You may find that your slides or video content do not format correctly. Better to troubleshoot these technical issues up front rather than hinder your online classroom with unreadable content.
Shoot your lectures so all text is readable on small screens. Font sizes, colours, template designs and screen ratios should all be double-checked before being fully online.
5. Use existing resources
It is unrealistic to expect that you, on your own, will produce a semester’s worth of high quality videos.
You can use pre-developed resources available online and provide students with clickable links.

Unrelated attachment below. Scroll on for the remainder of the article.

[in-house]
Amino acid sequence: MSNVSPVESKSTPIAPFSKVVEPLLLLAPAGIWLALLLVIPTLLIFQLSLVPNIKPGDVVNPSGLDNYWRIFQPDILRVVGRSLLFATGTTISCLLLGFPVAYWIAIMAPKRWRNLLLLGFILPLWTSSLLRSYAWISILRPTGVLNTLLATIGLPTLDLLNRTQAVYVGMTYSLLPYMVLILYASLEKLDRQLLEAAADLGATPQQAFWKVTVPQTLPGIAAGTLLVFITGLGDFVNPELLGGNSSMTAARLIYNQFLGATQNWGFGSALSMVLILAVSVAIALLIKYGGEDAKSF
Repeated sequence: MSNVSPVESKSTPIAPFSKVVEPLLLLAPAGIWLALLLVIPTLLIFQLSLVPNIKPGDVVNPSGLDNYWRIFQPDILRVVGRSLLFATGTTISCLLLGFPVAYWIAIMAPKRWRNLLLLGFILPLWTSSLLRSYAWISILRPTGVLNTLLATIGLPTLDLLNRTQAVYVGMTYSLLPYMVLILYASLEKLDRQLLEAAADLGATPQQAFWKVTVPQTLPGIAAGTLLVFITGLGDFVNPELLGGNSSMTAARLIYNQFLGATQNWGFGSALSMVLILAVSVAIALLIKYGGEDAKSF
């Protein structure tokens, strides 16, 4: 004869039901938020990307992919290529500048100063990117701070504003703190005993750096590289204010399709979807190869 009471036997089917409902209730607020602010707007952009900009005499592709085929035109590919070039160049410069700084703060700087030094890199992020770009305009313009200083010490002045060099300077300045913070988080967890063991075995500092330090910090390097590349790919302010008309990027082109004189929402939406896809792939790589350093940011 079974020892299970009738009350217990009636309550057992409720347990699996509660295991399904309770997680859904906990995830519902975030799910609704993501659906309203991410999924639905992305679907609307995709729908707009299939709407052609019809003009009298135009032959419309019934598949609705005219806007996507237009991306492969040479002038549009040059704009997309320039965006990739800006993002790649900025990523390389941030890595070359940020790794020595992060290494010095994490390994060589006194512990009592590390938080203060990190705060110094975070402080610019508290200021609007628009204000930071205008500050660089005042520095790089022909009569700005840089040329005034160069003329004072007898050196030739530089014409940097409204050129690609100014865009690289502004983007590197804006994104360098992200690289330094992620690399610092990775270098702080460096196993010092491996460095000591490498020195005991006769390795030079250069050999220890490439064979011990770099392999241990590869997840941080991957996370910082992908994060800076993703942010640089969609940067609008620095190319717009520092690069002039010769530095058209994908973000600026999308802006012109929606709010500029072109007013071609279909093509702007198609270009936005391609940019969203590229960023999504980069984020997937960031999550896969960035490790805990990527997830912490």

Many online learning portals are now specifically designed for educators and students.
Don’t try to recreate the wheel by making all new lessons.
Partner with hundreds of thousands of teachers that have developed online lessons with clear instructions to help supplement your online course content.
Oftentimes platforms such as Archy Learning will have an entire online community of educators you can connect with for support.
Utilise the resources that are available to you!
6. Give specific instructions
Students will be put off watching your online class material if you provide them with content that lasts 15 minutes or longer.
Instead, suggest the exact parts they need to watch for course relevance, for example “watch 8:35 to 12:20 for the next round of questions” as this can even make students more curious.